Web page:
Season 5 | Professionals of Color in Forestry and Natural Resources | Episode 3

#70 | You can’t be bogged down in this moment, this day or this hour; this is about a legacy

June 27, 2018 | Alex Harvey

Alex Harvey is a forestry consultant, a Registered Professional Forester in Mississippi and Alabama, a USDA Technical Service Provider, a Wildlife Biologist, and President of Legacy Land Management, LLC, in Longbeach, Mississippi. A graduate of Mississippi State University’s College of Forest Resources and Wildlife, Alex began his professional career with the Florida Division of Forestry before serving with the U.S. Forest Service on the Allegheny National Forest in Northwest Pennsylvania and then returning to the South to help to develop and pilot the African American Sustainable Forestry and Land Retention Program. On today’s show, Alex explains how enriching his work has been, how he sees his work as legacy building for many, and what would help improve the diversity of the forestry profession.

Read quote next or scroll down for full audio interview

In addition to the interview, Alex said the following: “If I could offer any advice to my younger self or to anyone who may travel a similar path behind me, I would remind them that being successful and being a leader comes with tremendous responsibility and that the future has a lot in store that you’ve never seen. Failure will happen. Allow it to transform you. Even though, it may not be your failure, it’s still your lesson. There were times early on in my career when I was tasked to either work with or lead a team. Frankly, some of the people who I worked with – people who had seniority – could have been more effective in their roles, which would have reflected on the entire team and/or on me. Having been an African American who had graduated from Mississippi State’s College of Forest Resources, which was the top natural resources management school within the profession in the U.S. at that time, I was very proud and had accomplished what many had told me that I wouldn’t. I had endured and overcome a very challenging and socially difficult environment that wasn’t always welcoming or often helpful and that could be quite hostile. I couldn’t accept the obvious, in that failure or at least the perception thereof at some point as inevitable.”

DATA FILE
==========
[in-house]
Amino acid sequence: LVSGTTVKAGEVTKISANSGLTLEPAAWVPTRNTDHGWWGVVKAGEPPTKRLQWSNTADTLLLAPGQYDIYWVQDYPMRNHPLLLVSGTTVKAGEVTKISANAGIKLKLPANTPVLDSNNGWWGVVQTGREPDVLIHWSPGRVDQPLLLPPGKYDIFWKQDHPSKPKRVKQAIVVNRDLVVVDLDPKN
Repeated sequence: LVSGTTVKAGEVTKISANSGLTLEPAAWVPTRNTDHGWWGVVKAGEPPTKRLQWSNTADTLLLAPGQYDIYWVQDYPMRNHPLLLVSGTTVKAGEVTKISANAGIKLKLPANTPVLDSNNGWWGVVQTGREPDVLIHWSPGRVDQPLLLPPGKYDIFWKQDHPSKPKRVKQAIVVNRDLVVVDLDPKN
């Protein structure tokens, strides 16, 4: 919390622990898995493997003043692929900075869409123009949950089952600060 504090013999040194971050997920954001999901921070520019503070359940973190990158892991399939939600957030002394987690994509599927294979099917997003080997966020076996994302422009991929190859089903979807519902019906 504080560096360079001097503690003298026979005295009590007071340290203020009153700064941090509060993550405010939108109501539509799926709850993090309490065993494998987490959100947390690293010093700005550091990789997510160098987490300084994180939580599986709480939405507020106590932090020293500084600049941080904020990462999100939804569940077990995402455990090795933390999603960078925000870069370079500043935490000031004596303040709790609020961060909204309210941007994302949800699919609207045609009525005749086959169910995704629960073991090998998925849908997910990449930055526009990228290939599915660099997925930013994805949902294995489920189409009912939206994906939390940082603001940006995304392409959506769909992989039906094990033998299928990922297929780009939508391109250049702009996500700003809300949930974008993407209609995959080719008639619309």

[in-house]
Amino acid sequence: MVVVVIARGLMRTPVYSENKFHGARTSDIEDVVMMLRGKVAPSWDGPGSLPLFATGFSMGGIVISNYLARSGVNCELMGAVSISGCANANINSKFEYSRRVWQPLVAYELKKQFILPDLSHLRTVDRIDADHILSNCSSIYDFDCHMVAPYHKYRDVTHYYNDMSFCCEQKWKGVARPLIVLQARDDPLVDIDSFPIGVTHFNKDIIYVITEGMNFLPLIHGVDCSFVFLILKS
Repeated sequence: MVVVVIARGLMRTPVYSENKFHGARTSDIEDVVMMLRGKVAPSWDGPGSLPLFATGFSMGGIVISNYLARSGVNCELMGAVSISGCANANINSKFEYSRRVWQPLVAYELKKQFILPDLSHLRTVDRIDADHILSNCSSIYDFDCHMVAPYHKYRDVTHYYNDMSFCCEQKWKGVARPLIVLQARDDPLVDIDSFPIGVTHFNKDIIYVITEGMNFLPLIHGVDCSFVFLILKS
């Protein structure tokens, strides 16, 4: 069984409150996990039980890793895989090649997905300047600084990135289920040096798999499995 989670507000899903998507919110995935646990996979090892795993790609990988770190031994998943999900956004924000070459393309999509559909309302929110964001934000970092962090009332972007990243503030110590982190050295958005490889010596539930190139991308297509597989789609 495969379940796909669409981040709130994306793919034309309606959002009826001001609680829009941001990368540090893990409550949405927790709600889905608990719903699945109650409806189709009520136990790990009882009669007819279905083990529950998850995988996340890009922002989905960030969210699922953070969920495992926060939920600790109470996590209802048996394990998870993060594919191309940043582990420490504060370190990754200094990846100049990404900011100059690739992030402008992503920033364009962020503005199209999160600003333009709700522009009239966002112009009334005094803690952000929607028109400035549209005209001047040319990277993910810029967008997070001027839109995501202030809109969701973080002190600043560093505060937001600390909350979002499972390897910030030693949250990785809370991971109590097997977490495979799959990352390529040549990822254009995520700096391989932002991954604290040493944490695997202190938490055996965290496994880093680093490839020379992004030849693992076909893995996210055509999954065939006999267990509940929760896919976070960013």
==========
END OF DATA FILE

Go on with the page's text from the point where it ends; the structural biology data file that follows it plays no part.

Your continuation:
For much more, please enjoy the full interview below.

Key Takeaways:

[:55] A message from Leadership Nature.

[3:45] How did Alex get started in forestry?

[8:40] Alex shares what it was like to get his first job in forestry.

[13:25] Alex is very proud to have worked with the U.S. Endowment for Forestry & Communities and with African American landowners in Alabama and Mississippi.

[18:25] What has been the most memorable or fun job Alex has had so far?

[20:40] What kind of mentors has Alex had over the years?

[28:45] How can we improve diversity in the forestry profession?

[34:30] If you want to be successful in forestry, you have to be able to connect with people in an organic way. Nature unites us!

[39:20] Why did Alex have to build trust with landowners about the forestry profession?

[42:55] What kind of challenges has Alex faced as a person of color in the the profession?

[45:00] Alex shares some of his leadership experiences and the first time he got a leadership role.

[49:15] What advice does Alex have for young forestry professionals?

[53:50] Remember, you can achieve whatever you set your mind to!

Mentioned in This Episode:
Alex on LinkedIn
The Movie: Crimson Tide


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